Feudal and Bourgeois Concepts of Value in The Merchant of Venice

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Author: Burton Hatlen
Editor: Michelle Lee
Date: 2005
From: Shakespearean Criticism(Vol. 87)
Publisher: Gale
Document Type: Critical essay
Length: 6,671 words

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[(essay date 1980) In the following essay, Hatlen offers a Marxist reading of The Merchant of Venice, maintaining that the playwright questioned both feudal and bourgeois concepts of value.]

Twentieth-century historians such as R. H. Tawney and Christopher Hill have demonstrated that a profound economic, social, and cultural revolution was taking place in England during Shakespeare's lifetime.1 How did this revolution affect Shakespeare's art? Was he a "conservative" defender of the dying feudal order? Or was he perhaps a "progressive" spokesman of an emerging bourgeois civilization?

In the 1930s and 1940s scholars devoted a good deal of energy to debating such questions as these, and by the early 1950s a consensus on this matter had apparently emerged: Shakespeare was, such critics as Theodore Spencer and E. M. W. Tillyard persuasively argued, a "Christian humanist," a defender of a traditional, hierarchical world view.2 This Conception of Shakespeare has been, in the last two decades, subjected to attack from many quarters; most contemporary Shakespeareans would, I suspect, agree that the Spencer-Tillyard description of Shakespeare's world view is at the very least simplistic.3 Yet rather that seek a more accurate view of Shakespearean scholarship has in the last two decades largely busied itself with smaller, more easily resolvable questions of language, form, and theme. The one significant exception to this general tendency is Marxist literary scholarship, and the insistence of such critics as Robert Weimann, Paul N. Siegel, and Arnol Kettle that we must see Shakespeare within the context of his moment in history has made Marxist criticism, in my judgment, the most vigorous and fruitful of the various current tendencies in Shakespearean studies.4 However, it must also be recognized that Marxist scholarship has not yet achieved a consensus of its own on the question of Shakespeare's relationship to his epoch. Some Marxists, including Siegel, have continued to accept the Spencer-Tillyard conception of Shakespere as a "Christian humanist"5; others, such as Annette Rubenstein, have seen him rather as a "progressive" spokesman for all the bourgeoisie;6 and still others have regarded him as a representative of (in some phrases of Zdanek Anikst quoted by Siegel) "a cross-section of the nation's progressive elements," and have argued that he does not "express the interests of any one particular Estate over and above any other."7 My own (equally Marxist, I believe) approach to Shakespeare differs from all of these, for I see Shakespeare not as a spokesman for any one ideology but rather as an acute critic of all the ideologies current in his time. In this essay I shall seek to develop this conception of Shakespeare by focusing on his treatment of one central question, the nature of value, in one particular play, The Merchant of Venice in the attempt to show that the play, rather than inviting us to accept one or another of these ideas of value as "true," dramatizes the consequences of the two modes of thought here at issue--and thus, by implication at least,...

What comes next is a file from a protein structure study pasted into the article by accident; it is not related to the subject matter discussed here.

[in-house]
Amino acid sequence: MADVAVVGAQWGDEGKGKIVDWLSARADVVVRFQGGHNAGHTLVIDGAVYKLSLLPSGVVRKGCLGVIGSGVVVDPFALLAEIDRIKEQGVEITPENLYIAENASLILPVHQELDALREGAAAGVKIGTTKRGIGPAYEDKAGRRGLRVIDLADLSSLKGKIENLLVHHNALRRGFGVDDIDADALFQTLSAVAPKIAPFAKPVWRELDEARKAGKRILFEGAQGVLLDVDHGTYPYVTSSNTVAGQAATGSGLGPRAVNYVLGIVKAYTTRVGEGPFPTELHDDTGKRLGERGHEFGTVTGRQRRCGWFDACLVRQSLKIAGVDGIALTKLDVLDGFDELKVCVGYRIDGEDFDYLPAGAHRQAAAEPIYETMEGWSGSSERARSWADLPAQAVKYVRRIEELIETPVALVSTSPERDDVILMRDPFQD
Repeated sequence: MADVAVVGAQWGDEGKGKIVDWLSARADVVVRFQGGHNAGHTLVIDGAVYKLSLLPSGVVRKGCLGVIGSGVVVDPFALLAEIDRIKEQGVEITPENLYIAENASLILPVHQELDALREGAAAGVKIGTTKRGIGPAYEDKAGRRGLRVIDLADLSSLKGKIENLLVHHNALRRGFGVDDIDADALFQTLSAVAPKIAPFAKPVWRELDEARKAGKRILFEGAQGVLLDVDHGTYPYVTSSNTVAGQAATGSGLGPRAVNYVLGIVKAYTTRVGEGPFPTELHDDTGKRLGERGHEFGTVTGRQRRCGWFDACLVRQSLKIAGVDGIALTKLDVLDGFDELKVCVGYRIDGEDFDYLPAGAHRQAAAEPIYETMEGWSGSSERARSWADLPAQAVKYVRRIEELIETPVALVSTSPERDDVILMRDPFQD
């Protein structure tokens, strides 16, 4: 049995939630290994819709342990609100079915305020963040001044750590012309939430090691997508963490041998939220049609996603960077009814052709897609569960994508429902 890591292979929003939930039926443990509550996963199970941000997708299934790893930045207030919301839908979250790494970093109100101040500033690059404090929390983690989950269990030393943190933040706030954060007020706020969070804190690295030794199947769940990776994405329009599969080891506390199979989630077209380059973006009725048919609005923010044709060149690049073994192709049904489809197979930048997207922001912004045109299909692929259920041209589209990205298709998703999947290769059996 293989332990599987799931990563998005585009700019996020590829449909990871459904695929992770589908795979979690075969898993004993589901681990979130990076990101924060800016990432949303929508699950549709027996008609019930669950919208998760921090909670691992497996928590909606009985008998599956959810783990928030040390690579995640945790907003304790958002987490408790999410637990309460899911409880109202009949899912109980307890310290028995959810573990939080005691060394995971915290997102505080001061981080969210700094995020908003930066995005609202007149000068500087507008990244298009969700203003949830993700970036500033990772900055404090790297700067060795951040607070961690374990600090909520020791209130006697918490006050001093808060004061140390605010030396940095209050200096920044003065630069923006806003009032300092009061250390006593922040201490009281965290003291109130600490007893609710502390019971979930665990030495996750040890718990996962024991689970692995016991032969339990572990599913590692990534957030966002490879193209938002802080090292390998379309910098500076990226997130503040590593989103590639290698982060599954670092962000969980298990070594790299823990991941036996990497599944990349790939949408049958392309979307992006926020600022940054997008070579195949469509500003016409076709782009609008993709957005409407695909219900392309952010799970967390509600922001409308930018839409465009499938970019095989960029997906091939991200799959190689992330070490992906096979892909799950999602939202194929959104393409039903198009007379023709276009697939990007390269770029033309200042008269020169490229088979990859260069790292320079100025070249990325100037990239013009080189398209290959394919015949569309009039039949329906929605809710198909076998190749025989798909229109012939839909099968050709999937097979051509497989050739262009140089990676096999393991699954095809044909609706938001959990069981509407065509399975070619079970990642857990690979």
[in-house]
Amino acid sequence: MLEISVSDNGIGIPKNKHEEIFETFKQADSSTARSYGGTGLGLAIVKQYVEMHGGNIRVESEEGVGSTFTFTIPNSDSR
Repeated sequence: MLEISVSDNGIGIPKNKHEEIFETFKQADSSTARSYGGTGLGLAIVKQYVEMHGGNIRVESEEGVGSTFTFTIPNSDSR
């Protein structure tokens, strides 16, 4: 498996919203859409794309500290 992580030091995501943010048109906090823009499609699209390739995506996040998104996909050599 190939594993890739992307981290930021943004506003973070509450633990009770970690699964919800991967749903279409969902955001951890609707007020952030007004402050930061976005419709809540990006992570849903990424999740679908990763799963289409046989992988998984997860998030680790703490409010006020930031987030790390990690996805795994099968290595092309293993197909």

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Gale Document Number: GALE|H1420063681